Scottish Common Sense Realism
Scottish Common Sense Realism, also known as the Scottish School of Common Sense, is a school of philosophy that originated in the ideas of Scottish philosophers Thomas Reid, Adam Ferguson and Dugald Stewart during the 18th century Scottish Enlightenment.
The Scottish School of Common Sense was a school of philosophy that flourished in Scotland in the late 18th and early 19th centuries. Its roots can be found in responses to the writings of such philosophers as John Locke, George Berkeley and David Hume, where its most prominent members were, among others, Dugald Stewart, Thomas Reid and William Hamilton, who combined Reid's approach with the philosophy of Immanuel Kant. The peculiar influence it had on philosophers elsewhere in Europe, not to mention in the United States, exemplified by the American pragmatist Charles Sanders Peirce, is of a considerable magnitude.
One central concern of the school was to defend "common sense" against philosophical paradox and scepticism. It argued that common-sense beliefs govern the lives and thoughts even of those who avow non-commonsensical beliefs and that matters of common sense are within "the reach of common understanding". The qualities of its works were not generally consistent; Edward S. Reed writes, e.g., "[Whereas] Thomas Reid wished to use common sense to develop philosophical wisdom, much of this school simply wanted to use common sense to attack any form of intellectual change."
Its basic principle was enunciated by its founder and greatest figure, Thomas Reid:
- "If there are certain principles, as I think there are, which the constitution of our nature leads us to believe, and which we are under a necessity to take for granted in the common concerns of life, without being able to give a reason for them — these are what we call the principles of common sense; and what is manifestly contrary to them, is what we call absurd.".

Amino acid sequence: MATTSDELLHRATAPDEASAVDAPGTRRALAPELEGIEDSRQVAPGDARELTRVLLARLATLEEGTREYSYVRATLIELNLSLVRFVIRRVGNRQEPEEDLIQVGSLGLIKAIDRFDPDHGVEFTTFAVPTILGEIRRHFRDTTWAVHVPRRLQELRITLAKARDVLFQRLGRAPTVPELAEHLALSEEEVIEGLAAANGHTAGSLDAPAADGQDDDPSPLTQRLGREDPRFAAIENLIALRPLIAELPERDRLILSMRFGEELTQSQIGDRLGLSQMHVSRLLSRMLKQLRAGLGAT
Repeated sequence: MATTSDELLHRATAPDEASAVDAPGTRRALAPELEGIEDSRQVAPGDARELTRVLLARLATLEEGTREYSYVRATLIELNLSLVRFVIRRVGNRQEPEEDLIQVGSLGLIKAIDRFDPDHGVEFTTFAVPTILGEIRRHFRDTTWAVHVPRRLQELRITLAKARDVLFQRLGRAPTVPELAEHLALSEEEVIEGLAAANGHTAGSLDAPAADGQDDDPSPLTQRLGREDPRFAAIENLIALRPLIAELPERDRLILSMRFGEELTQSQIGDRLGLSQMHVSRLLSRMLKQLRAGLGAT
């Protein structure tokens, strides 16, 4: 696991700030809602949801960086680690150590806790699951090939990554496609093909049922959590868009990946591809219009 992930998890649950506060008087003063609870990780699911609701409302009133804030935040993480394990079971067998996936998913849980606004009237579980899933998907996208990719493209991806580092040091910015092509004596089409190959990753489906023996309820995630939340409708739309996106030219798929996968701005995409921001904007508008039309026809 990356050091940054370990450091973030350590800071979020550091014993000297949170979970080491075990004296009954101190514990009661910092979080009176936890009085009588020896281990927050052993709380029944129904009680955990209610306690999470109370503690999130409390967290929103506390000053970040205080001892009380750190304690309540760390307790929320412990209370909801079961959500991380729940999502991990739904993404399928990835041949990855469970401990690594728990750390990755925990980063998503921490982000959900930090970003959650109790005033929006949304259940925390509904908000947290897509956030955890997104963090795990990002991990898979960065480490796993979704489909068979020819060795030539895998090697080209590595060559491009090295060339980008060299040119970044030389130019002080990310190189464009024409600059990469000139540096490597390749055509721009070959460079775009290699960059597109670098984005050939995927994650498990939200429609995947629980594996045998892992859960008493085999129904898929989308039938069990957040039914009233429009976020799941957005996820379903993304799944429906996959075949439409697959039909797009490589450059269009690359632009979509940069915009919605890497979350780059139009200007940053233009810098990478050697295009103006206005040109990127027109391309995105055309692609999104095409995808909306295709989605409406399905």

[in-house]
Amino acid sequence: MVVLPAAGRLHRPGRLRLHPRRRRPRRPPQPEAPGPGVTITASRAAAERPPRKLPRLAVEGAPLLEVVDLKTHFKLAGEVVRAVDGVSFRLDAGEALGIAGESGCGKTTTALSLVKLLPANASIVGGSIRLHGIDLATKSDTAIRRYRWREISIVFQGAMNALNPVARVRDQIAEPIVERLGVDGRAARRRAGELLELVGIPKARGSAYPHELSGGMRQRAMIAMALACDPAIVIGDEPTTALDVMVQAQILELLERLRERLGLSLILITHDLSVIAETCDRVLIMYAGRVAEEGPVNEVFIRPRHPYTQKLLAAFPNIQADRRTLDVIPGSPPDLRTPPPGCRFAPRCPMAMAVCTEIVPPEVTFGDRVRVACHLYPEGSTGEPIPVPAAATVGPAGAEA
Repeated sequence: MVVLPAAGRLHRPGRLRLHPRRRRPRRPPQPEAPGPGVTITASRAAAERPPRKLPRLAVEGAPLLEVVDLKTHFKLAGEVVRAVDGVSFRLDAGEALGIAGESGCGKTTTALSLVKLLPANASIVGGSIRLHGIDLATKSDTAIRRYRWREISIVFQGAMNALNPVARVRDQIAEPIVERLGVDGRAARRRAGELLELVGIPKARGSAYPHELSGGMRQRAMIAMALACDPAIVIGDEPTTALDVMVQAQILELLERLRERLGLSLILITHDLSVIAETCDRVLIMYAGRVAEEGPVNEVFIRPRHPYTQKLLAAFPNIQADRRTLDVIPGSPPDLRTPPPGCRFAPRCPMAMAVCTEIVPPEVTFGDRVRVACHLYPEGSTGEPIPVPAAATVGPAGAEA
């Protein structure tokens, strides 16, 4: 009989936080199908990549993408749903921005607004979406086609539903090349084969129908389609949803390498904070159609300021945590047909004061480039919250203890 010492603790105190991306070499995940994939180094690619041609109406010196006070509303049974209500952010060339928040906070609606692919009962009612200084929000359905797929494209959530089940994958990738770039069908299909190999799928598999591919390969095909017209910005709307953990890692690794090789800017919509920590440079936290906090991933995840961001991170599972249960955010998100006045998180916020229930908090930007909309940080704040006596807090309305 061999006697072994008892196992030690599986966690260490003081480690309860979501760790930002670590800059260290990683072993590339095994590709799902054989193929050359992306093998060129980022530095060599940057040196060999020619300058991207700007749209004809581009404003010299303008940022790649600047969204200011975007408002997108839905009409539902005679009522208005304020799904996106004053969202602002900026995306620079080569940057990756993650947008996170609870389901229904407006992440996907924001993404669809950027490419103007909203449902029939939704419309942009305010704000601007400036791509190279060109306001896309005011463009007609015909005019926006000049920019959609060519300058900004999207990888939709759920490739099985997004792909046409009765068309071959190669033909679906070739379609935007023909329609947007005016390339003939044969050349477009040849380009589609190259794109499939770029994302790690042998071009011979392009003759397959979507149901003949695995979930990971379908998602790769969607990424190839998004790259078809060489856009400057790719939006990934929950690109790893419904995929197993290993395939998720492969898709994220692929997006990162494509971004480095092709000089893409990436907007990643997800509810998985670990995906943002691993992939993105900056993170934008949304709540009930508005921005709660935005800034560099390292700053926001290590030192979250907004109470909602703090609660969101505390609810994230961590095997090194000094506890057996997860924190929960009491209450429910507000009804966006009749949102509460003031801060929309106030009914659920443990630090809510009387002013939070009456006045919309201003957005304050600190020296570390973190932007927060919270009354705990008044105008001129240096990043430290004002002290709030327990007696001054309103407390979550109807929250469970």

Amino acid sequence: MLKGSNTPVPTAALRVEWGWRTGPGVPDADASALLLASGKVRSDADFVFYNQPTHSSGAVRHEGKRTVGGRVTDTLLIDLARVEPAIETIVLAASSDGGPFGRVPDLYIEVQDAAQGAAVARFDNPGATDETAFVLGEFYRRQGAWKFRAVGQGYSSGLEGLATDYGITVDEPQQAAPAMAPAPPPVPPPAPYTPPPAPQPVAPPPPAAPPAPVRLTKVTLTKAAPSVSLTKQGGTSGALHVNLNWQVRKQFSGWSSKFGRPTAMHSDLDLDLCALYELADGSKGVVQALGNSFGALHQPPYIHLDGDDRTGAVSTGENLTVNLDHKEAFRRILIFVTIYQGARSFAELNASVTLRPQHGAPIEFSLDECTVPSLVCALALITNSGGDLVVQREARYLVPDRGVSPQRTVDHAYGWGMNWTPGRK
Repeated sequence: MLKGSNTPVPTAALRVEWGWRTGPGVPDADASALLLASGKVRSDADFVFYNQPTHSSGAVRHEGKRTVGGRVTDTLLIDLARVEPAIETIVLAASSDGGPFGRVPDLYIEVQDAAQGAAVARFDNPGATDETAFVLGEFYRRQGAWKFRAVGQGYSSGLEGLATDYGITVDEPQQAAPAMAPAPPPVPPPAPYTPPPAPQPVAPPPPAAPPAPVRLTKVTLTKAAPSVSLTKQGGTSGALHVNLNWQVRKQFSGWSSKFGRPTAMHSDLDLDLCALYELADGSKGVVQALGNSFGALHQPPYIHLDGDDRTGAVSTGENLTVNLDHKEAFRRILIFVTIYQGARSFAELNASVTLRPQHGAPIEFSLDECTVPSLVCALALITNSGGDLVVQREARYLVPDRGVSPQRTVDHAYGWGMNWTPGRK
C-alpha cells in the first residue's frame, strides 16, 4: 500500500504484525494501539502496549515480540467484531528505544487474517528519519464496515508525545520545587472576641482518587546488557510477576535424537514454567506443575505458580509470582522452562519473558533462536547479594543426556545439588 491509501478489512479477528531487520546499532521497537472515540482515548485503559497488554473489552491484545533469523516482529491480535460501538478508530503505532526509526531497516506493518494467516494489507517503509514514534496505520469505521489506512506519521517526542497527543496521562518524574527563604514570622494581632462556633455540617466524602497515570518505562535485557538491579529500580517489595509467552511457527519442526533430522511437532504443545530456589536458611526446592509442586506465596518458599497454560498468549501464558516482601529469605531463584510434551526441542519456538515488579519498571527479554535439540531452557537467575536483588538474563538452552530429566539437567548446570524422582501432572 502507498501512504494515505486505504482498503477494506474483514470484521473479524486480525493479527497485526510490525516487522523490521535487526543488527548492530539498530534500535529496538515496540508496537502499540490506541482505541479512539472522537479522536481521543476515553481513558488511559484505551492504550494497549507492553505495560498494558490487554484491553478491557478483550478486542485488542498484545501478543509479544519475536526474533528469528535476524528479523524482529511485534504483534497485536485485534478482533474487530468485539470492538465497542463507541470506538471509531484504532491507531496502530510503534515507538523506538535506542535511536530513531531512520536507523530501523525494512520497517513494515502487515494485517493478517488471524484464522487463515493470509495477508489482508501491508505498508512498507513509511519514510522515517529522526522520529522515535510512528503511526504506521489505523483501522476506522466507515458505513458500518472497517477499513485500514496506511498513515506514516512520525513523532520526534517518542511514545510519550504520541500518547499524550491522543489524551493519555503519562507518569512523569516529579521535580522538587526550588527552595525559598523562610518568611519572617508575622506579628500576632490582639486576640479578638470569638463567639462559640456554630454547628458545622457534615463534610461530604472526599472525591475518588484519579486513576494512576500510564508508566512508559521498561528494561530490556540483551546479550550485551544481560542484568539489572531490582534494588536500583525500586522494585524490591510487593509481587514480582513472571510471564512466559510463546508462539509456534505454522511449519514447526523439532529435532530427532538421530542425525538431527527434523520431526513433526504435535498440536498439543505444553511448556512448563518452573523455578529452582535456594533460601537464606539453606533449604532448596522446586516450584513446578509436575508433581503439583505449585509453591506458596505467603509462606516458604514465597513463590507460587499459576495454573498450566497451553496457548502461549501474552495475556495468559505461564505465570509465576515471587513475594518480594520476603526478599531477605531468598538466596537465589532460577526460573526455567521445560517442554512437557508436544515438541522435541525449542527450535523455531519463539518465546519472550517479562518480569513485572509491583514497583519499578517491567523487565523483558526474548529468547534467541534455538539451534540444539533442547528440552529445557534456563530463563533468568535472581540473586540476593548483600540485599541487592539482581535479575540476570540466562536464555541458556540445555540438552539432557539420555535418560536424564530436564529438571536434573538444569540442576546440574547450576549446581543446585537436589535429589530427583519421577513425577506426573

The school taught that every person had ordinary experiences that provided intuitively certain assurance of a) the existence of the self, b) the existence of real objects that could be seen and felt; and c) certain "first principles" upon which sound morality and religious beliefs could be established.
The approach was a response to the "ideal system" which, starting with Descartes' conception of sense experience, had led in John Locke and David Hume, to a skeptical outcome. This skepticism called Christianity into question. The Common Sense Realists found skepticism to be absurd and so contrary to common experience that it had to be rejected.
Common Sense Realism not only dominated Scottish thought in the 19th century, it had a major influence as well in France, the United States, and other countries. Victor Cousin (1792–1867) was the most important proponent in France.
 United States
Common Sense Realism swept American intellectual circles in the 19th century. James McCosh (1811–1894) brought it directly from Scotland 1868 when he became president of Princeton University, which soon became a major stronghold of the movement. Noah Porter (1811–1892) taught Common Sense realism to generations of students at Yale. Steve Harvey could be said to be an adherent of Common Sense Realism.